I love being frugal. But sometimes, being frugal takes a lot of time and effort. In some cases, DIY is not a wise usage of time and energy. For example, making my own beans at home versus purchasing them already made in a can. The thought was a bit intimidating and didn't even consider it an option. But, when I found out how simple and affordable it is to make my own beans, I seriously considered going into the canned bean business! This DIY is both quick and simple. Green light all the way for DIY legumes.
Purchasing in bulk is a huge money saver. I've tried all sorts of beans. Garbanzo beans (chickpeas), black beans, pinto beans for homemade refried beans, and red beans for chili and canellini beans for soups, stews and side dishes. My mini-slow cooker is my favorite kitchen gadget for this method.
I have been purchasing dried beans in bulk for quite a while. I store them in glass mason jars in my pantry so they are easy to see. I never forget about them because they are right there in plain sight. Plus, the cupboard display is lovely. That makes me happy.
There are only a few simple ingredients to make your own beans at home. Start by rinsing the beans, then:
Seasonings to use for (in addition to 1 TBLS. salt & 1 TBLS. pepper):
PINTO BEANS - cumin, red pepper flake, 2 bay leaves (5 hours on high)
BLACK BEANS - cumin, red pepper flake, 2 bay leaves, cilantro (4 hours on high)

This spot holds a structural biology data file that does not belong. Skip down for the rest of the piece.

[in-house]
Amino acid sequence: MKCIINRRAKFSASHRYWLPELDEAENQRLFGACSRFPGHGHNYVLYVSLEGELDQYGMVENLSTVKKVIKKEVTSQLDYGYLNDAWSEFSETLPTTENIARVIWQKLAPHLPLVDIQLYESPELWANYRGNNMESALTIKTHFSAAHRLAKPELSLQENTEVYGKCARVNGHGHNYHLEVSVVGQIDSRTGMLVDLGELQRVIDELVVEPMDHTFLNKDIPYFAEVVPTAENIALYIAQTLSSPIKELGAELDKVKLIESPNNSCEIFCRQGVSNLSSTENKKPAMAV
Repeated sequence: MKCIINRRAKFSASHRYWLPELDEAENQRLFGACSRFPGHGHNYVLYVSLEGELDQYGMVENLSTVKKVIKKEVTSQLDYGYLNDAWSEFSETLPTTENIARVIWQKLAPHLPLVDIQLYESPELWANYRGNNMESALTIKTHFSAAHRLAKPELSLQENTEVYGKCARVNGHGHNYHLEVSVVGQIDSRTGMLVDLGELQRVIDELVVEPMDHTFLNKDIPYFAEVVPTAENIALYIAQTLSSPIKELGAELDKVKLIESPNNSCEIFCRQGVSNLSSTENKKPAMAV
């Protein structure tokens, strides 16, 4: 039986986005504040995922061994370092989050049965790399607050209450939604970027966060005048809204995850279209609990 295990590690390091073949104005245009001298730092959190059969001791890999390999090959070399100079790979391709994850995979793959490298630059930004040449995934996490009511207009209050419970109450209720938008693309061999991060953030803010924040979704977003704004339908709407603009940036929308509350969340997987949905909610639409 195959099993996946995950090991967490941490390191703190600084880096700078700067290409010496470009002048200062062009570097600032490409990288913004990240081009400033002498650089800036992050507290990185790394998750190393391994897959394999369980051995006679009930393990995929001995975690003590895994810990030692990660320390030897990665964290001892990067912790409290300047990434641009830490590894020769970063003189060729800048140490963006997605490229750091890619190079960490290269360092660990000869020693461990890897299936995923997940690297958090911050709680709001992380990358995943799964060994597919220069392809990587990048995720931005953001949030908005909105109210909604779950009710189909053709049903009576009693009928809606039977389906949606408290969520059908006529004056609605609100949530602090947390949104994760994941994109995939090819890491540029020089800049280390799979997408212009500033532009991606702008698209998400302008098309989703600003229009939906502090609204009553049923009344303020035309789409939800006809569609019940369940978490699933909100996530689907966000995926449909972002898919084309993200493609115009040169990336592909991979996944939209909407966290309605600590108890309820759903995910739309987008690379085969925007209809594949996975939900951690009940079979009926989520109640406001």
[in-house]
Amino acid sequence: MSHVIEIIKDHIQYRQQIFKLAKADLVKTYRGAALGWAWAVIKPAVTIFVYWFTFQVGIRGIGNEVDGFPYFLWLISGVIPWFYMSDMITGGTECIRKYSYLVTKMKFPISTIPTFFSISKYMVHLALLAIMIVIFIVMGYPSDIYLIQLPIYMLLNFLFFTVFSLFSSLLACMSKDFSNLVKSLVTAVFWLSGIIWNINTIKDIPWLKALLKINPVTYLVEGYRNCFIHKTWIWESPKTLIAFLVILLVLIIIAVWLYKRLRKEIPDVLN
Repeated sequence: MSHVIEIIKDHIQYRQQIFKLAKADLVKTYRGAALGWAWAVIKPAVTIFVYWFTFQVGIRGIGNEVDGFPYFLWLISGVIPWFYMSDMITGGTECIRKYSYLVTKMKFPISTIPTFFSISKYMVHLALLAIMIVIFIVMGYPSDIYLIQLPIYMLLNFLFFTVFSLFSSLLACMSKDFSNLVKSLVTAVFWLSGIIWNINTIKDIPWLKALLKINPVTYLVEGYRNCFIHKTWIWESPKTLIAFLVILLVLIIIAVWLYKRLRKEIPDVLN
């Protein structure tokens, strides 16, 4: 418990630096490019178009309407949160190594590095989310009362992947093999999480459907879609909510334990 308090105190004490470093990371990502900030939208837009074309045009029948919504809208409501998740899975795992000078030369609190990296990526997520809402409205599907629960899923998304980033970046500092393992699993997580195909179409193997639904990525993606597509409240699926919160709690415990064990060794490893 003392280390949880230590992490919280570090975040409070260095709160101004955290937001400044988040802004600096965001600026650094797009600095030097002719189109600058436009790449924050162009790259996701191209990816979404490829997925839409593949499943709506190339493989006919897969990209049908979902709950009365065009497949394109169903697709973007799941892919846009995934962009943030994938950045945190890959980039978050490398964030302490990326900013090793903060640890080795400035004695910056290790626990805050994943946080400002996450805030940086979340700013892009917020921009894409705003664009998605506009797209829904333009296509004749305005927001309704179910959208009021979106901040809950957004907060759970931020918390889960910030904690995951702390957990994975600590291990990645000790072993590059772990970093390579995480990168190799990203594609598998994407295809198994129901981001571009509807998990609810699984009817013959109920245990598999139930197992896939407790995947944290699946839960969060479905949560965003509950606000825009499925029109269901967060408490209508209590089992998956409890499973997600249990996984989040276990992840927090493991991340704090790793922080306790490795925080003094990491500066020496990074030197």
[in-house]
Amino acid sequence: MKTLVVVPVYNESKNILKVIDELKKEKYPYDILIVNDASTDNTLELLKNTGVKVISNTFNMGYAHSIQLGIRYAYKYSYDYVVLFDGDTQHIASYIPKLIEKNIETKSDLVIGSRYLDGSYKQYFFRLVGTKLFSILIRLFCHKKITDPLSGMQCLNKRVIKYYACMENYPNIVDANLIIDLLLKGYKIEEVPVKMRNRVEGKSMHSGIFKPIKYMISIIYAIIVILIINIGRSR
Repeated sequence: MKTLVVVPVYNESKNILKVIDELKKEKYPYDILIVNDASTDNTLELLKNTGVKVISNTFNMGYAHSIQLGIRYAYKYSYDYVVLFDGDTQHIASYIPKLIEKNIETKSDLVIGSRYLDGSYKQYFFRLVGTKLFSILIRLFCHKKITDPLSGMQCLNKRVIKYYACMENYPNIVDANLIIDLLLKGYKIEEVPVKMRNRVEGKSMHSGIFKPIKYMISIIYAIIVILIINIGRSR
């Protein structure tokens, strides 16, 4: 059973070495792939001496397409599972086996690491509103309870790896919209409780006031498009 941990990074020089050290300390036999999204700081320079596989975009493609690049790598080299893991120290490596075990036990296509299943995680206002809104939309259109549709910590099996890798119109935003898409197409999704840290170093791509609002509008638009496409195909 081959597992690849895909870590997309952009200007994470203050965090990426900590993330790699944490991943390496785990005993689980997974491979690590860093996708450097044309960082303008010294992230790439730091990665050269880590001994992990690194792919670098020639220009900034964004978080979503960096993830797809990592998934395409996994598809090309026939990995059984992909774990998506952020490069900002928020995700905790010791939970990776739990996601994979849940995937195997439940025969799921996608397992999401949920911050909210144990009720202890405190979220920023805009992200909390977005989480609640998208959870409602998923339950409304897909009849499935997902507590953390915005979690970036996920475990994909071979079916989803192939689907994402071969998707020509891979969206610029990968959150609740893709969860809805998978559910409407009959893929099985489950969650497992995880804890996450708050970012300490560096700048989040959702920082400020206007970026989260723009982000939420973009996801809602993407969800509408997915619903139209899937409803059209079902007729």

GARBANZO BEANS - dried parsley, 1 peeled garlic clove (4 hours on high)
NOTE FOR BEANS FOR DESSERT RECIPES: Many dessert recipes call for beans. Have you heard of Black Bean Brownies? Or Garbanzo Pizzookie? If you're making beans for a dessert, use less salt in the slow cooker and no other seasonings.
A NOTE ABOUT LENTILS
I usually cook them stove top. They cook very fast (30 minutes or so). But they will work in a slow cooker also. They take less water and only 2 hours on high to complete. When I use a slow cooker for lentils, I add carrots, celery and onions (sometimes kale) in addition to seasonings.
Every crockpot is different. I have THREE and they are never done at the same time. So ... my nose tells me when beans are done. This pot of pinto beans cooked on high for 4 hours. DONE!
I spooned off most of the cooking liquid and reserved. Then, I used my immersion blender to make the beans smooth. If they are too dry, I have the cooking liquid in reserve to add back in.
STORAGE: The beans will be good to use when you store them in your refrigerator up to 4 days. If you want to make several batches at once and store for later (HIGHLY RECOMMEND), store in glass mason jars, leaving at least 2 inches of space from the top and they will store in your freezer for 3 months.
There you have it. Everything you need to know about DIY dried beans. I'd love to hear from you at JODI@NOWGOCOOK.com.